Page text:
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The Right Note 

Being nice to a soon-to-be-ex relative and the teacher whose class you dropped

Wednesday, Jul 21 2004
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Dear Social Grace,

My sister is divorcing her husband of 20 years. The divorce, initiated by my sister, is relatively amicable, though there are naturally some hurt feelings on the part of her soon-to-be ex-husband. My question is: As a soon-to-be ex-sister-in-law, what is an appropriate acknowledgement of the changing relationship I will have with my brother-in-law? I do not in any way wish to be perceived as taking sides, but I also wish to acknowledge the end of one thing (our "family" connection) and the beginning of another. I should add that I don't foresee that he and I will continue any sort of separate relationship; we were never particularly close, but I had come to consider him part of the family, and as such feel pretty uncomfortable about doing nothing at all. However, I don't want my only acknowledgement of the divorce to be that I simply never see him again -- a scenario that is entirely plausible since we live in different states. Is a note of some kind appropriate?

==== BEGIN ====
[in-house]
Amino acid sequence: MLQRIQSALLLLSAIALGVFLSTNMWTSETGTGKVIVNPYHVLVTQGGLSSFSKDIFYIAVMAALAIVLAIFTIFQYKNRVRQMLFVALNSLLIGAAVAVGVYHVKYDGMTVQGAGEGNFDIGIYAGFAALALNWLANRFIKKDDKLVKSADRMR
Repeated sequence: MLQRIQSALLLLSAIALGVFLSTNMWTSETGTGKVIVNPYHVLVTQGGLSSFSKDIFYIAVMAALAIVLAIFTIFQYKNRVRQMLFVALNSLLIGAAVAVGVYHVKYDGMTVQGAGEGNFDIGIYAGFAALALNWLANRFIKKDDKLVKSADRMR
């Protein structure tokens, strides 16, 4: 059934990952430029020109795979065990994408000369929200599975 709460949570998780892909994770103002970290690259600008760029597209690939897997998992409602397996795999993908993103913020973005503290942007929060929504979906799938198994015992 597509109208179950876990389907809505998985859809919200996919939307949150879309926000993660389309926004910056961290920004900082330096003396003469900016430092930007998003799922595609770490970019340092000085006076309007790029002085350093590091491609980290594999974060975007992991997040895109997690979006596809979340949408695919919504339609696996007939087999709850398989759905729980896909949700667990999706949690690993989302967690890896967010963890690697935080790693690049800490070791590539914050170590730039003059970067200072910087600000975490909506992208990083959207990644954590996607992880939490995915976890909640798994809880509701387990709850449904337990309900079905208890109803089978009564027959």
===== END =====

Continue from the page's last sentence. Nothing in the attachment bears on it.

Sign me,

Confused

Dear Confused Madam,

Yes, a brief note may be appropriate. It could take the form of an expression of sympathy -- that is, you'd respond to this divorce as you would to any sad news: "I was sorry to hear the sad news," "My thoughts are with you," "I sincerely wish you happier days," and so on. As in most letters of this stripe, avoid overly specific advice and any sort of "blessing in disguise" sentiments. You should avoid discussing details, for sure, and you needn't encourage reciprocation or further communication if you'd rather not. But if your relationship with your sister's ex-husband must end, then at least it will have ended with an expression of kindness. This will make things less awkward when, a dozen years hence, you run into each other at an airport or salad bar somewhere.

Finally, were I in your shoes, I might first discuss my letter-writing intentions with my sister, just to make sure that she did not have any strong objections to my communicating with her soon-to-be ex-husband.

Dear Social Grace,

I'm a college student with a degree just out of reach. This summer I chose to invest in the accelerated semester. I absolutely loved the class I took. Unfortunately, I dropped out prior to the course's conclusion. From the eyes of an instructor, I have proven to be a waste of our valuable time, to her a pink failure notice. There are endless consequences to everyone who becomes a dropout. As a professional, there is a tugging need to acknowledge our mutual disappointment. Got any ideas?

Gunther

Dear Gunther,